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Men's tennis world number one Novak Djokovic will be holed up at this quarantine hotel in Melbourne until Monday, awaiting a deportation hearing.
The Serbian player, who has publicly criticized mandatory vaccines but consistently refused to disclose his own inoculation status, had his visa revoked when entering Australia ahead of the Australian Open.
Djokovic's family argue he's been a victim of politics, and in Serbia the tennis star's mother Dijana accused Australia of keeping her son captive.
"I feel terrible since yesterday, last 24 hours, that they are keeping him as a prisoner. It's just not fair, it's not human. So I just hope that he will be strong, as we are trying also to be very strong."
Border control forces say the tennis star failed to provide sufficient proof of a medical exemption from vaccination - a requirement set out by the country's government.
A previous medical exemption caused a storm of protest in Australia and the saga has led to an international, political row, with Serbia's president claiming his nation's most celebrated sportsman was being harassed.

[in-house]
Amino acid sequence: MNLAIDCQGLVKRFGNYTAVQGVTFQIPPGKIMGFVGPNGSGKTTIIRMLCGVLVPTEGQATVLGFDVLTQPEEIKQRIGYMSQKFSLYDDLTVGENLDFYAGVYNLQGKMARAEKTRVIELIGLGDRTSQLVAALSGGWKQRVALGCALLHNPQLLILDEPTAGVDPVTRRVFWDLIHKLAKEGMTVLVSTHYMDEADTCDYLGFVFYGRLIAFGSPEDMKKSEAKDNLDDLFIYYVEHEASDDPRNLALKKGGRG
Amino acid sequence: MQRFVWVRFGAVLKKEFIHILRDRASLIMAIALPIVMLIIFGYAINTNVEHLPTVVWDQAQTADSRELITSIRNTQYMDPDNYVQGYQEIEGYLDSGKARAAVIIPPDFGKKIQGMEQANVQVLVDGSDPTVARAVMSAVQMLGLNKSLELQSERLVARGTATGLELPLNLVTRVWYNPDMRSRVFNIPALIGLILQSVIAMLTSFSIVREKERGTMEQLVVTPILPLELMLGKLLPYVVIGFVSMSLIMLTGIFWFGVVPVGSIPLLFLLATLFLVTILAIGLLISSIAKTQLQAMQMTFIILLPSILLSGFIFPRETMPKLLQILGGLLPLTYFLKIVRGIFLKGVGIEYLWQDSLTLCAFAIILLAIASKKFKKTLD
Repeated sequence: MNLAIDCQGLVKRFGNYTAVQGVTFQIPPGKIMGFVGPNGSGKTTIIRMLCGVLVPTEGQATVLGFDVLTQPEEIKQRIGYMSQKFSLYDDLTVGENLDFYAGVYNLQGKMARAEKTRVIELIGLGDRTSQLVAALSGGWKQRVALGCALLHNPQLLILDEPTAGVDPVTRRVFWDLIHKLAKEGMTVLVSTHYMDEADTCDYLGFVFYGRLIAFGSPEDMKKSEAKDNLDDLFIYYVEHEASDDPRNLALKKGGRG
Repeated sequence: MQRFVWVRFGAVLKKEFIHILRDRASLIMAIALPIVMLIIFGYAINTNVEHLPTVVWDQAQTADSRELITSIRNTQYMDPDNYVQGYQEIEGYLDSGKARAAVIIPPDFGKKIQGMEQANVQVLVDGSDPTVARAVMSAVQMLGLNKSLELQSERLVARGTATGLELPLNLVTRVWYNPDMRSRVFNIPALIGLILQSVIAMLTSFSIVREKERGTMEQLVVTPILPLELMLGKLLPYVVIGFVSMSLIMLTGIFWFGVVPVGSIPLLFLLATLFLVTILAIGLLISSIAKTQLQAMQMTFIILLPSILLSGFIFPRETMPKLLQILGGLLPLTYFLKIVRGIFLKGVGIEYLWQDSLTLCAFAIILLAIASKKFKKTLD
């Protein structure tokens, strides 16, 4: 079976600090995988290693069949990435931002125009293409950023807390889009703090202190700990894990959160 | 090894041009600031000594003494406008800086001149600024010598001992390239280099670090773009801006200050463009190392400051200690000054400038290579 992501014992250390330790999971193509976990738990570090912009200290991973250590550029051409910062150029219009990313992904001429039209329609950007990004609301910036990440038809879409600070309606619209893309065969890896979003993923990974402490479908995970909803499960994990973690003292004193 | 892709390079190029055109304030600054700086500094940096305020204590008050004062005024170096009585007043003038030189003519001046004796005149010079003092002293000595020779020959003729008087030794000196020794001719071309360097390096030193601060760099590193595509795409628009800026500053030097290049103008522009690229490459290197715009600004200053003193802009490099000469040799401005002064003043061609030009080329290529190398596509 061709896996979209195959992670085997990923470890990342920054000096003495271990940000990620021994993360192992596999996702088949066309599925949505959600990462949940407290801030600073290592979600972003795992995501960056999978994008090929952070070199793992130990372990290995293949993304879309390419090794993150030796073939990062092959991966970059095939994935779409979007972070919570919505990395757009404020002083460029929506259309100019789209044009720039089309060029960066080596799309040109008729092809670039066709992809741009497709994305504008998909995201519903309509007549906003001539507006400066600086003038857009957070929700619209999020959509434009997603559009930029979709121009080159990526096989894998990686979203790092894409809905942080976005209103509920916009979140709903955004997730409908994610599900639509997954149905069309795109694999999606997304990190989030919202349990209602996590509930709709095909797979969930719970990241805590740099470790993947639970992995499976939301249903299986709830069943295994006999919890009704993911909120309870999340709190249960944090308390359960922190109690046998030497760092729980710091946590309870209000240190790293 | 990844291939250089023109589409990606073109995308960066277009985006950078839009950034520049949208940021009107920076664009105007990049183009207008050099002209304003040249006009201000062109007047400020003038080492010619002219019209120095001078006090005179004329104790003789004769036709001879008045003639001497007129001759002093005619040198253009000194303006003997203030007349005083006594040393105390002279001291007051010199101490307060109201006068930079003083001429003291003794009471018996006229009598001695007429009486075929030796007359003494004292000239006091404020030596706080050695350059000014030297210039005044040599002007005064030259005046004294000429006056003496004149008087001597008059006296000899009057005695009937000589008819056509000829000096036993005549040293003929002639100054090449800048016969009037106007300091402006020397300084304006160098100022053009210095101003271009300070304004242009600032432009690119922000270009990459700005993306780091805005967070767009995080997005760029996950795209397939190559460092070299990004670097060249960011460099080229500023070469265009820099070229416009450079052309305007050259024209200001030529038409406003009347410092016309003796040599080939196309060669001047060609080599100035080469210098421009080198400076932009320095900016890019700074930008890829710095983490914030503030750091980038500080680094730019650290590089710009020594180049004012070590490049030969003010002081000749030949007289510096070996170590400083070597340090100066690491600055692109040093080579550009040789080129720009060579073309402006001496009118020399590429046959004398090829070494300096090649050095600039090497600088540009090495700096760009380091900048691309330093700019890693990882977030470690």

Fans of the tennis player, meanwhile, staged a protest of support outside Djokovic's quarantine hotel, while hundreds stood outside the Serbian parliament to take a stand against the entry ban.
And major tennis stars like Rafael Nadal have also waded into the debate.
"Of course I don't like the situation that is happening. In some way I feel sorry for him but at the same time, he knew the conditions since a lot of months ago, so he makes his own decision."
But for now, Djokovic is in limbo as his lawyers seek an urgent injunction against his deportation.